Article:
Top Tips for Teachers to Help Students with Anxiety Anxiety disorders are one of the most common and growing mental health problems amongst children. It is likely that most classes will have at least one child suffering with anxiety. Schools can be an anxiety provoking environment due to overstimulation and pressures around learning and friendships. Our therapists have put together their top tips for opening-up conversations about anxiety and supporting children who may be suffering. How to Help a Student Understand & Manage Anxiety in the Classroom Help children to realise that anxiety is normal, and sometimes even helpful... Continue Reading.
– Karen Raingold is a HCPC registered Art Therapist. The end of the academic year can bring lots of change and excitement as children prepare for end of term performances, sports days and trips as well as looking forward to the next chapter of their schooling. However, all of this can be deeply unsettling for children, especially the most vulnerable who rely on school as a place of routine and familiarity. Add to this the often painful experience of saying goodbye which may bring up feelings associated with other losses that they have experienced, and you have a recipe for... Continue Reading.
If there is one way to sum up external events at the start of this academic year, it has to be “turbulent”. Continued recovery from Covid19 followed by the death of Queen Elizabeth II on home shores, the on-going War in Ukraine and the economic and political crisis, all contribute to a sense of change and uncertainty. Schools continue to be a haven of safety and consistency for many pupils. Staff, at all stages, can help to address children’s concerns around what they are hearing and absorbing from the adults around them. The stress of current times comes down to... Continue Reading.
Brazilian psychologist and psychotherapist, Flavio Cordeiro shares his thoughts after watching the film: Joker… I watched Joker this weekend. It had been a long time since I came out of such a troubled movie. I believe this is one of the main functions of art: to disturb, to wake us up. The mechanism of the nightmares is more or less the same. Nightmares wake us up with an issue that needs to be addressed, or it will continue to haunt us all night long. Art, sometimes with beauty and emotion, bothers us for the same reason: it presents us with an... Continue Reading.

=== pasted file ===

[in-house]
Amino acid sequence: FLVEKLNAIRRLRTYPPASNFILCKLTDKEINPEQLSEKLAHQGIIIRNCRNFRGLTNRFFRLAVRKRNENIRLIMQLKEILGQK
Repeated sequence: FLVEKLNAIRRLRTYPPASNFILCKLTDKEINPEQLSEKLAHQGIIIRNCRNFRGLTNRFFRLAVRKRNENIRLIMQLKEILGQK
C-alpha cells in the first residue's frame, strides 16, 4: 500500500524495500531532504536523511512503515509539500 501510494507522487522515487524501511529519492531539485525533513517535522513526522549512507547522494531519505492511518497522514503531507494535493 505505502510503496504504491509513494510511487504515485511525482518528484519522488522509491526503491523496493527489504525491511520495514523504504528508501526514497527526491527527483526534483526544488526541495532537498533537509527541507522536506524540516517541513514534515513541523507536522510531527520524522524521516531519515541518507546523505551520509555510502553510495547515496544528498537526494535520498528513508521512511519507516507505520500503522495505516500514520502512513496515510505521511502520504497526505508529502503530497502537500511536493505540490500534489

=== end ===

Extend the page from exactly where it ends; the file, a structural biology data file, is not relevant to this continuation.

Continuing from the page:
Tereza Nogueira, Child and Adolescent Psychotherapist and senior supervisor for ‘Child in Time’, writes to us from Kathmandu, Nepal where she’s returned as a volunteer with Unity in Health http://unityinhealth.org. After volunteering for the first time this year (see previous blog posts), I have come back to Nepal earlier that I ever thought I would.It is amazing how perspectives can change as we get used to things. I arrived in Kathmandu by myself last Saturday. I was picked up from the airport by the Unity in Health country representative who is one of the kindest people I’ve met here in Nepal.As... Continue Reading.
Early support in schools can be a real game-changer for ‘disruptive’ children. Child Psychotherapist Adriana Buzetto shares her story of therapeutic work with a nine year old boy in the school setting. (Names and identifying details have been changed to maintain confidentiality) I’d like to share the story of Zain, a 9 year-old boy who was referred to therapy because of his disruptive behaviour at school. To me this is a beautiful and quite straight-forward example of how early support can really be a game changer. Zain was referred to therapy because he was behind academically and didn’t manage friendships well.... Continue Reading.
Adriana Buzetto, child and adolescent psychotherapist went to Woolmore School in Tower Hamlets to work creatively with a group of parents. Watch this short video to find out about their experience…... Continue Reading.
A present from the universe… I always thought about going to Nepal as an opportunity to see Mount Everest. I kept asking people if we would have time in our schedule to go and see it. To my disappointment, I was told it was 1 hr away from Kathmandu and even if we went it would not be guaranteed a siting, due to clouds and mist. I felt something would be forever missed if I didn’t catch a glimpse of this great mountain and when it was confirmed that I wouldn’t see it this time, I felt my wish to... Continue Reading.
My last day in Nepal… I could not believe we’d reached the end of twenty four, intense days in Nepal. When I first arrived, this felt impossible to achieve. The initial shock of how different Nepal was for me had vanished. All felt natural and normal as I had adjusted to the place. At 6:30 in the morning when I was half asleep, suddenly the bed started to shake. I realised it was an earthquake and I was surprised to discover that I wasn’t feeling scared. For a moment it was exciting, like being in a funfair. Difficult to describe... Continue Reading.
At 6:30am we arrived at the University for my first lecture to the counselling students of the University of Kathmandu. Their study day is from 6:30 to 9:30 as they all rush to work afterwards which left me with a strong feeling of how much we take for granted over here. Having been away to the mountains, it was nice to see their faces again and they felt strangely familiar, as if I had known them for a long time. I lectured on working with special needs children and teenagers and they all seemed eager to learn what I was... Continue Reading.